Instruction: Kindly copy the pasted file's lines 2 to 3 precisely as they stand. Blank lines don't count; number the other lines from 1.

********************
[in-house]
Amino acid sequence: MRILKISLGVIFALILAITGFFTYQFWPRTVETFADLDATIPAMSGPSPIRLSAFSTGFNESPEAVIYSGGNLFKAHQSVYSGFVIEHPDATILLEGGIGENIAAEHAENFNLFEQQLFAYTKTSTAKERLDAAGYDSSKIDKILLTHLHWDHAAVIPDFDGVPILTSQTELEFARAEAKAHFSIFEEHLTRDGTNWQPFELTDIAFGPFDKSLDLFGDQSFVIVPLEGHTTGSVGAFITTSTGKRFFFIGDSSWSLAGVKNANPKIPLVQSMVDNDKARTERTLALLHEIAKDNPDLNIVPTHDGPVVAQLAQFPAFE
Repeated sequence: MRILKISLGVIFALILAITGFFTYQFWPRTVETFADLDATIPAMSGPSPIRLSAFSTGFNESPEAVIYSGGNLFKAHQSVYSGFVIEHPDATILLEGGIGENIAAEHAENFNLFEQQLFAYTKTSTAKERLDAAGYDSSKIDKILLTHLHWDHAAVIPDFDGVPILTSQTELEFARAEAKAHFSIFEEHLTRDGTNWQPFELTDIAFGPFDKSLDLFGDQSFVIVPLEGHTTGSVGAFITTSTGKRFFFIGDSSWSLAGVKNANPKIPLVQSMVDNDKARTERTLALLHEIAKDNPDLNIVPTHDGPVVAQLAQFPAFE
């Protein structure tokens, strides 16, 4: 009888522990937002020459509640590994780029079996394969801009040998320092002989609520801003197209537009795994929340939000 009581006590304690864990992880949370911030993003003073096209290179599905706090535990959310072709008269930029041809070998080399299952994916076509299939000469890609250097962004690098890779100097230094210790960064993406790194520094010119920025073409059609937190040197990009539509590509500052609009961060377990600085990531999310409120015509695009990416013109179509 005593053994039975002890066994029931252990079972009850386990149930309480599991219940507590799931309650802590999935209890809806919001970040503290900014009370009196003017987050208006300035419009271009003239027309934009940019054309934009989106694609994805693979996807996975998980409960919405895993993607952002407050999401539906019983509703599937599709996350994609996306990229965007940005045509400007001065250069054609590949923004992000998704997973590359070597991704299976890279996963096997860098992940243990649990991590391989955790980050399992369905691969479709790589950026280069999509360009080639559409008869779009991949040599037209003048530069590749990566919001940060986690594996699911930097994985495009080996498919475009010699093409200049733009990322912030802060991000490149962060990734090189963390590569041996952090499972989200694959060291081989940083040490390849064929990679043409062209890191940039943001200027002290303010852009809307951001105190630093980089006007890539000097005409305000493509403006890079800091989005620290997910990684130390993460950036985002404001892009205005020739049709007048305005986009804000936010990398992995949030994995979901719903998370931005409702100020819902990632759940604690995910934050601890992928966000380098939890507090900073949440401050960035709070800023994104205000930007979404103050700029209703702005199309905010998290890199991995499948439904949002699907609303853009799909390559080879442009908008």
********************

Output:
Amino acid sequence: MRILKISLGVIFALILAITGFFTYQFWPRTVETFADLDATIPAMSGPSPIRLSAFSTGFNESPEAVIYSGGNLFKAHQSVYSGFVIEHPDATILLEGGIGENIAAEHAENFNLFEQQLFAYTKTSTAKERLDAAGYDSSKIDKILLTHLHWDHAAVIPDFDGVPILTSQTELEFARAEAKAHFSIFEEHLTRDGTNWQPFELTDIAFGPFDKSLDLFGDQSFVIVPLEGHTTGSVGAFITTSTGKRFFFIGDSSWSLAGVKNANPKIPLVQSMVDNDKARTERTLALLHEIAKDNPDLNIVPTHDGPVVAQLAQFPAFE
Repeated sequence: MRILKISLGVIFALILAITGFFTYQFWPRTVETFADLDATIPAMSGPSPIRLSAFSTGFNESPEAVIYSGGNLFKAHQSVYSGFVIEHPDATILLEGGIGENIAAEHAENFNLFEQQLFAYTKTSTAKERLDAAGYDSSKIDKILLTHLHWDHAAVIPDFDGVPILTSQTELEFARAEAKAHFSIFEEHLTRDGTNWQPFELTDIAFGPFDKSLDLFGDQSFVIVPLEGHTTGSVGAFITTSTGKRFFFIGDSSWSLAGVKNANPKIPLVQSMVDNDKARTERTLALLHEIAKDNPDLNIVPTHDGPVVAQLAQFPAFE